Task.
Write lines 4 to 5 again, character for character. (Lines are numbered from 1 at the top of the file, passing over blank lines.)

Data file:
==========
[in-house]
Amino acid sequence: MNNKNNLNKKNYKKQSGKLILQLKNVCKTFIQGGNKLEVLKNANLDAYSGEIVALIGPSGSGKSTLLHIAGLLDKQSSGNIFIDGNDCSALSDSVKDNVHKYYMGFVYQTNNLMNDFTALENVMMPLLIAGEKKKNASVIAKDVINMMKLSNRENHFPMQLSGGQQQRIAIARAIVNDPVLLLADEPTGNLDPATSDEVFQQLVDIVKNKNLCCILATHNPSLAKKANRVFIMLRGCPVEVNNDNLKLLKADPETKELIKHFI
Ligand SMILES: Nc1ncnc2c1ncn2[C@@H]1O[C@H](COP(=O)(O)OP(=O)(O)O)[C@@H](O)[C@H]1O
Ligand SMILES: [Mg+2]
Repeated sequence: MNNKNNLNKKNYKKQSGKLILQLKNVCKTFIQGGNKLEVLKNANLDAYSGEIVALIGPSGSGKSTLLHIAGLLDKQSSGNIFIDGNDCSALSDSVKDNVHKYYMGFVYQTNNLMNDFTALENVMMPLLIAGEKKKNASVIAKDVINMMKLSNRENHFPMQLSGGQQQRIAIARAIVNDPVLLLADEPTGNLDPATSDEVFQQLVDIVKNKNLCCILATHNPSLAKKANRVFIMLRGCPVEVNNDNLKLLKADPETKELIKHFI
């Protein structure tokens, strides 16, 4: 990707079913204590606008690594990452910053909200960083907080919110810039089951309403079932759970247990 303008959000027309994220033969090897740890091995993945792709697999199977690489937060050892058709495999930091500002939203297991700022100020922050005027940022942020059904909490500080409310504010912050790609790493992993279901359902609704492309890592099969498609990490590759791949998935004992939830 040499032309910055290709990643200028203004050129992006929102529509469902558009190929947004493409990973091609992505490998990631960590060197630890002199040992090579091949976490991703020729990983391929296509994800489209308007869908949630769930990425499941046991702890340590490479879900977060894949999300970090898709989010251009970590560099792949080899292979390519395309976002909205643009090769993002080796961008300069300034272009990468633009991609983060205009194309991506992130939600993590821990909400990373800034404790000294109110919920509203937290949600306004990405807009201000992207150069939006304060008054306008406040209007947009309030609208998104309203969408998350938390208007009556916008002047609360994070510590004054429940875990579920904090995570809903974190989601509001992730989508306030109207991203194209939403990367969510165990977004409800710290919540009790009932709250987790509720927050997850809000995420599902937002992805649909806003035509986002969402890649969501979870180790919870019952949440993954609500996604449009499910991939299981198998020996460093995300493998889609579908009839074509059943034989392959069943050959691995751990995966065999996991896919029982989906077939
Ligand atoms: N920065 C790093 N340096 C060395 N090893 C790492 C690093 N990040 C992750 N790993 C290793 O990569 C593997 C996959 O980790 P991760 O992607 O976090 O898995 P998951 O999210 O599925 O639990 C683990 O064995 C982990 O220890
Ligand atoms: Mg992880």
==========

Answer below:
Ligand SMILES: [Mg+2]
Repeated sequence: MNNKNNLNKKNYKKQSGKLILQLKNVCKTFIQGGNKLEVLKNANLDAYSGEIVALIGPSGSGKSTLLHIAGLLDKQSSGNIFIDGNDCSALSDSVKDNVHKYYMGFVYQTNNLMNDFTALENVMMPLLIAGEKKKNASVIAKDVINMMKLSNRENHFPMQLSGGQQQRIAIARAIVNDPVLLLADEPTGNLDPATSDEVFQQLVDIVKNKNLCCILATHNPSLAKKANRVFIMLRGCPVEVNNDNLKLLKADPETKELIKHFI